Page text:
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Interpreters help deaf student succeed at college

In the year of the first female president, the University also has its first deaf student requiring an interpreter in the classroom.

Trinity freshman Angela Earhart has been deaf since birth, but was not diagnosed until the age of two. The cause of her deafness is unknown; however, some doctors speculate about a possible gene mutation.

At two and one half years, Earhart began attending a special school for both deaf and hearing children and underwent speech therapy from second to fifth grade. Also, her mother hired a tutor who taught Earhart how to sign and to say words. By the fifth grade, she mainstreamed completely and went to a public school in her hometown.

A native of Des Moines, Iowa, Earhart is the oldest of three children. At home, her mother and sister sign to her the most. Her father and brother rarely sign. She is, therefore, pleasantly surprised when male students ask her to teach them a sign or two

Earhart has "total communication" which means she can sign, read lips and speak. From a hearing person's perspective, communicating with Earhart is no different from conversing with another hearing person. Although some deaf people have trouble articulating words, Earhart speaks clearly with occasionally a muffled voice.

Throughout her life, Earhart has felt pressure from both the hearing and deaf communities. Hearing people want her to speak and read lips. The deaf community, on the other hand, does not want her to conform fully to the hearing way of life.

Despite the pressures, Earhart did not consider going to an all-deaf college such as Gallaudet University in Washington, D.C. Her choices were between Duke and Rochester Institute of Technology.

"I want to learn to adapt in a hearing world, and I wanted to see if I could do it on my own," she says.

Because of the quality of interpreters in the Durham area, Earhart chose to come to Duke. Earhart currently uses two interpreters, Carol Rahn and Rod Thompson, whom the University has hired from Interpreters, Inc., a company that serves the Research Triangle area.

The Rehabilitation Act of 1973 and The Americans With Disabilities Act enacted in 1992 require the University to provide the same educational experience for the disabled as it does for others. The law also requires the University to make necessary provisions to meet those ends.

Rahn interprets everything that is audible in the classroom, from the professor's lectures to students talking nearby. "The other students are wonderful, alert and polite. They've made things more readily accessible," she says.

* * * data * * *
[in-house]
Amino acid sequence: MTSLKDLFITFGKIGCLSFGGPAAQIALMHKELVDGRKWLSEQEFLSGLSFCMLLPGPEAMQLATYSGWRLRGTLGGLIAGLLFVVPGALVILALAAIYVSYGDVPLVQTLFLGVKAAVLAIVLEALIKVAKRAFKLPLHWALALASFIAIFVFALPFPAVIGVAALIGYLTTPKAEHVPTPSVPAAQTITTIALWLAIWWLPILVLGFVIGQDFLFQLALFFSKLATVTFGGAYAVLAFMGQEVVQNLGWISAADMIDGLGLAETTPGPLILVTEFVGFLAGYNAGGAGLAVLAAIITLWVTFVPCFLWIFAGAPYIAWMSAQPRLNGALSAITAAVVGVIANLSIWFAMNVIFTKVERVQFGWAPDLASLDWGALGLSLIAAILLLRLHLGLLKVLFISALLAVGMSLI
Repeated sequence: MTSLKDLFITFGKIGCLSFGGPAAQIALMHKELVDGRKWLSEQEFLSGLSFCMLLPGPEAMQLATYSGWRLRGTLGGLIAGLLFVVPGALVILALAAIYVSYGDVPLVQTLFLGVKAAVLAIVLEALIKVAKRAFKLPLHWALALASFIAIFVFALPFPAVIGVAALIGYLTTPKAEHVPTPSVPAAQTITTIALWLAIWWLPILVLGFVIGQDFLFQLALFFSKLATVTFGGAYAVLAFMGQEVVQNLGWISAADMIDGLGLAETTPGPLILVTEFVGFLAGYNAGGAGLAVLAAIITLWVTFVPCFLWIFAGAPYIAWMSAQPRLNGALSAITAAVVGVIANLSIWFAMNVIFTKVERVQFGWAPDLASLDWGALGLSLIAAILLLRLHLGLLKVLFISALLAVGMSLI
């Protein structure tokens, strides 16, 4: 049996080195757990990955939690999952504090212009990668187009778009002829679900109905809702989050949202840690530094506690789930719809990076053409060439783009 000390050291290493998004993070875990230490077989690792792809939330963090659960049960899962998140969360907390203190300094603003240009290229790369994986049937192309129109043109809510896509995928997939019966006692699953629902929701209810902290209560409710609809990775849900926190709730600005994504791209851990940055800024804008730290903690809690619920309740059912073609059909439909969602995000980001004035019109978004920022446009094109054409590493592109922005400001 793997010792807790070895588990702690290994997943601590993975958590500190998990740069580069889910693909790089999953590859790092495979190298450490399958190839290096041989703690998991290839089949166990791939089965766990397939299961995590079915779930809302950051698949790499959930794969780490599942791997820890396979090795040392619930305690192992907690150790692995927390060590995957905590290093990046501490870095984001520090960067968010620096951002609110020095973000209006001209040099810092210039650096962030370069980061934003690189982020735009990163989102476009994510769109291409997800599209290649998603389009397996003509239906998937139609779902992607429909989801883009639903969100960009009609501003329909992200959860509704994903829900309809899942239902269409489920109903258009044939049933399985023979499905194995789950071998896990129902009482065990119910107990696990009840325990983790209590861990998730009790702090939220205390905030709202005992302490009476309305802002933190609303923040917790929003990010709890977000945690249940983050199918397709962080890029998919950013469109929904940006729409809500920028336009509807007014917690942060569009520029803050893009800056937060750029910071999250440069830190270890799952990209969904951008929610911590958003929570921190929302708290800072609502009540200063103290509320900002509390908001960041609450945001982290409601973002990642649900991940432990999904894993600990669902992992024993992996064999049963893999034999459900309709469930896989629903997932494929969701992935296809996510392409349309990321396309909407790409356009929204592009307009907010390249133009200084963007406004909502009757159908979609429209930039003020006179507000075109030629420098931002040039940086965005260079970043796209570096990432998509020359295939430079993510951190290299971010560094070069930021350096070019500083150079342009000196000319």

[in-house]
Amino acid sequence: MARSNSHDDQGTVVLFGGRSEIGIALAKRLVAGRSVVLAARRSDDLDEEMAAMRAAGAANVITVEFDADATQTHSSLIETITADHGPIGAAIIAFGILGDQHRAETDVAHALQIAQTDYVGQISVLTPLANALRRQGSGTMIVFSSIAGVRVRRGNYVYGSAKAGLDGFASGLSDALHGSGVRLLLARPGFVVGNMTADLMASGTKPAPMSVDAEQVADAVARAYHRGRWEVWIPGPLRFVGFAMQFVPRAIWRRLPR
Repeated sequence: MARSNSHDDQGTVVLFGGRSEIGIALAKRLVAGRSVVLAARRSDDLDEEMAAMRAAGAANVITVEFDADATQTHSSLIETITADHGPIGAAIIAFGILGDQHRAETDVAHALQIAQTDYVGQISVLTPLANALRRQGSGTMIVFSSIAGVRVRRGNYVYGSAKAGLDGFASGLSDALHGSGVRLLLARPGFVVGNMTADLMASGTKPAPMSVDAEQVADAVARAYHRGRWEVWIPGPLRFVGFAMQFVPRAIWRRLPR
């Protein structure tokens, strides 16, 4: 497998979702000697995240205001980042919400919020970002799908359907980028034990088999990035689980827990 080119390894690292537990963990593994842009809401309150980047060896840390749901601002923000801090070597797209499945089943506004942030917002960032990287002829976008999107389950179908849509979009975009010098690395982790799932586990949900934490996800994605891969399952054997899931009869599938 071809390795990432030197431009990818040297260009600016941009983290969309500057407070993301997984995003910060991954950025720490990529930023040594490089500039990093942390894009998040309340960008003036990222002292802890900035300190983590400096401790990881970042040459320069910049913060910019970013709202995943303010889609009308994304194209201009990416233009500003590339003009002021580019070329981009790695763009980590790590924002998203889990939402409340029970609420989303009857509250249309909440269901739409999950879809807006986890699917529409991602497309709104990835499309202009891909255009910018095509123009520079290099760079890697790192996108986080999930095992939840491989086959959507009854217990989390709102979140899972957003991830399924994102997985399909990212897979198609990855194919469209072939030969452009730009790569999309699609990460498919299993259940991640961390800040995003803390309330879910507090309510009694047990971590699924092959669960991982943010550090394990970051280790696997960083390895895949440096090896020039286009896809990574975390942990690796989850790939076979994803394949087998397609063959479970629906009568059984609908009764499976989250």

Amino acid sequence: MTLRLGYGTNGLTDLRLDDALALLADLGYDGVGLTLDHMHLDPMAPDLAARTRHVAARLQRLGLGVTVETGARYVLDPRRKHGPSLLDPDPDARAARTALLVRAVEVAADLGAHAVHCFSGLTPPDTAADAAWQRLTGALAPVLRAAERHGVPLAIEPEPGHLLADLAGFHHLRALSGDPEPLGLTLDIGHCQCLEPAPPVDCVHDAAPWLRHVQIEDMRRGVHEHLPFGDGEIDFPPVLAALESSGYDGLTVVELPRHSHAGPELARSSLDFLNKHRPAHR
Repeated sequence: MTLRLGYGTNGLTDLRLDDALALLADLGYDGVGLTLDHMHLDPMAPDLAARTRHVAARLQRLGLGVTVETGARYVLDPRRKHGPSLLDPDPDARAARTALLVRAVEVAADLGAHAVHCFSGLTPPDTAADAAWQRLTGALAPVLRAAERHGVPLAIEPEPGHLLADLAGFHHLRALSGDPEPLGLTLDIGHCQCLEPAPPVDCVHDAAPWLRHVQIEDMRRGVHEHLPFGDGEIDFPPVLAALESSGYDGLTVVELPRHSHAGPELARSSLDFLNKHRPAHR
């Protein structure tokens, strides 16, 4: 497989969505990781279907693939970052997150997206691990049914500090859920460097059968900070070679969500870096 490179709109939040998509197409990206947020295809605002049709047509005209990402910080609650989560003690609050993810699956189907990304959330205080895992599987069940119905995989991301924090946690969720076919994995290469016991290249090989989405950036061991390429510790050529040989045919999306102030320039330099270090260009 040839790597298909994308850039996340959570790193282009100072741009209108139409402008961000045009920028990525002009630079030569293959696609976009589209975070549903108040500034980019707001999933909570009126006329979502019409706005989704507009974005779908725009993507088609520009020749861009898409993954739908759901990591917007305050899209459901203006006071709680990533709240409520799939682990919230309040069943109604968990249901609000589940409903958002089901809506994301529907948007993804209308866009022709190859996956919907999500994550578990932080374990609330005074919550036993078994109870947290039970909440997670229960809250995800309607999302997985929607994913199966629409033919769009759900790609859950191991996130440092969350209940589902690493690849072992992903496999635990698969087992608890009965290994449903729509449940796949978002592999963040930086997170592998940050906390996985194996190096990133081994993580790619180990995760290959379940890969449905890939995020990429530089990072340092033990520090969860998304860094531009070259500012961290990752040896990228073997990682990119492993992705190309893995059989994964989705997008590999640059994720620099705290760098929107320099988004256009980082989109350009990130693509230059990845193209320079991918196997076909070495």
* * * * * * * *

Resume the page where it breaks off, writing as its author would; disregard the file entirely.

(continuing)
Trinity freshman Liz Lepanto was in her fall semester calculus class in which an interpreter stood at the right side of the chalkboard.

"I forget that [the interpreter is] there, but sometimes I end up watching [the interpreter] instead of Dr. Lewis Blake," she says.

Blake, assistant professor of mathematics, has had a deaf student in his class before, but not one requiring an interpreter.

"It took me a little time to adjust to a person standing in the corner next to me. I was distracted in the beginning, but like the students, it passed," Blake says.

To adapt to the hearing world, Earhart relies on many gadgets. Because Earhart cannot hear the movies that play on campus, she spends her weekends watching closed-captioned television in her dormitory room.

She has two alarm clocks. One vibrates under her pillow, and the other is attached to her dorm lamps so they can flash. Other flashing devices include a University-installed fire alarm and a special telephone. Earhart uses a phone called a Telecommunications Device for the Deaf, which allows deaf people to read and type conversations on a screen.

Hearing people who do not have the phone device can still communicate with Earhart on the phone through a relay operator. But this process can be tedious.

Trinity freshman Katie McGrath often talks to Earhart through the relay system. "Whenever she calls to talk, we usually end up setting up a time to meet," McGrath says.

Earhart's roommate, Engineering freshman Michelle Showers, is not bothered by the various devices in their room, and she says that living with Earhart is no different than living with anyone else. "It's neat, actually, to learn what different things do," Showers says.

Earhart points out that Sue Wasiolek, dean of student development, was instrumental in easing her transition to college.

"My role is to explain to students with special needs what the University will provide," Wasiolek says.

One of the most important goals Earhart has set for herself is to teach the University community about deaf people. "I want to teach people `don't be afraid.' You can talk to me I just can't hear," she says. Earhart hopes eventually to organize a sign language class on campus.

Although Earhart has only been a student for one semester, she has gained many friends and fans.

"She's kind of amazing. When she has trouble, she keeps going and trying harder. It's commendable," Lepanto says.


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